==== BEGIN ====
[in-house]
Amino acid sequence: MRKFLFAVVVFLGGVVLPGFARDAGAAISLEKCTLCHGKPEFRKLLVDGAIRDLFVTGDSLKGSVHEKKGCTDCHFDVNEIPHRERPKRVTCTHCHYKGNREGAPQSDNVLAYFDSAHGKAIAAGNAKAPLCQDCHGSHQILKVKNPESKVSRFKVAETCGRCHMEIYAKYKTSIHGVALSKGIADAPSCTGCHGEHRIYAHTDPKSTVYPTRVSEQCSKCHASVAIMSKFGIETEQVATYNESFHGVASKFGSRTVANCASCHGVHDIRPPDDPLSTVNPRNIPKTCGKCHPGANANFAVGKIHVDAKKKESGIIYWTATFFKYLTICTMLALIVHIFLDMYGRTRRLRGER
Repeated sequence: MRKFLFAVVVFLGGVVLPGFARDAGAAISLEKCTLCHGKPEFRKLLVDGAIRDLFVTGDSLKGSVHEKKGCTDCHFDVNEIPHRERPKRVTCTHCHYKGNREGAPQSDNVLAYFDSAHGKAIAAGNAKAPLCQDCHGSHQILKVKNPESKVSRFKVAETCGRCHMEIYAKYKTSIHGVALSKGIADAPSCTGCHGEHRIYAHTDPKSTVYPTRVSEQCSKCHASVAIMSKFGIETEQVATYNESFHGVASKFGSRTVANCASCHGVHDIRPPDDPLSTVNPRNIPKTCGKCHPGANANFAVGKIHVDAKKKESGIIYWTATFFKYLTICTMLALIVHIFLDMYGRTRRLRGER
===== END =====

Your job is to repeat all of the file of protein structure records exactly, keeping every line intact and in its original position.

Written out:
[in-house]
Amino acid sequence: MRKFLFAVVVFLGGVVLPGFARDAGAAISLEKCTLCHGKPEFRKLLVDGAIRDLFVTGDSLKGSVHEKKGCTDCHFDVNEIPHRERPKRVTCTHCHYKGNREGAPQSDNVLAYFDSAHGKAIAAGNAKAPLCQDCHGSHQILKVKNPESKVSRFKVAETCGRCHMEIYAKYKTSIHGVALSKGIADAPSCTGCHGEHRIYAHTDPKSTVYPTRVSEQCSKCHASVAIMSKFGIETEQVATYNESFHGVASKFGSRTVANCASCHGVHDIRPPDDPLSTVNPRNIPKTCGKCHPGANANFAVGKIHVDAKKKESGIIYWTATFFKYLTICTMLALIVHIFLDMYGRTRRLRGER
Repeated sequence: MRKFLFAVVVFLGGVVLPGFARDAGAAISLEKCTLCHGKPEFRKLLVDGAIRDLFVTGDSLKGSVHEKKGCTDCHFDVNEIPHRERPKRVTCTHCHYKGNREGAPQSDNVLAYFDSAHGKAIAAGNAKAPLCQDCHGSHQILKVKNPESKVSRFKVAETCGRCHMEIYAKYKTSIHGVALSKGIADAPSCTGCHGEHRIYAHTDPKSTVYPTRVSEQCSKCHASVAIMSKFGIETEQVATYNESFHGVASKFGSRTVANCASCHGVHDIRPPDDPLSTVNPRNIPKTCGKCHPGANANFAVGKIHVDAKKKESGIIYWTATFFKYLTICTMLALIVHIFLDMYGRTRRLRGER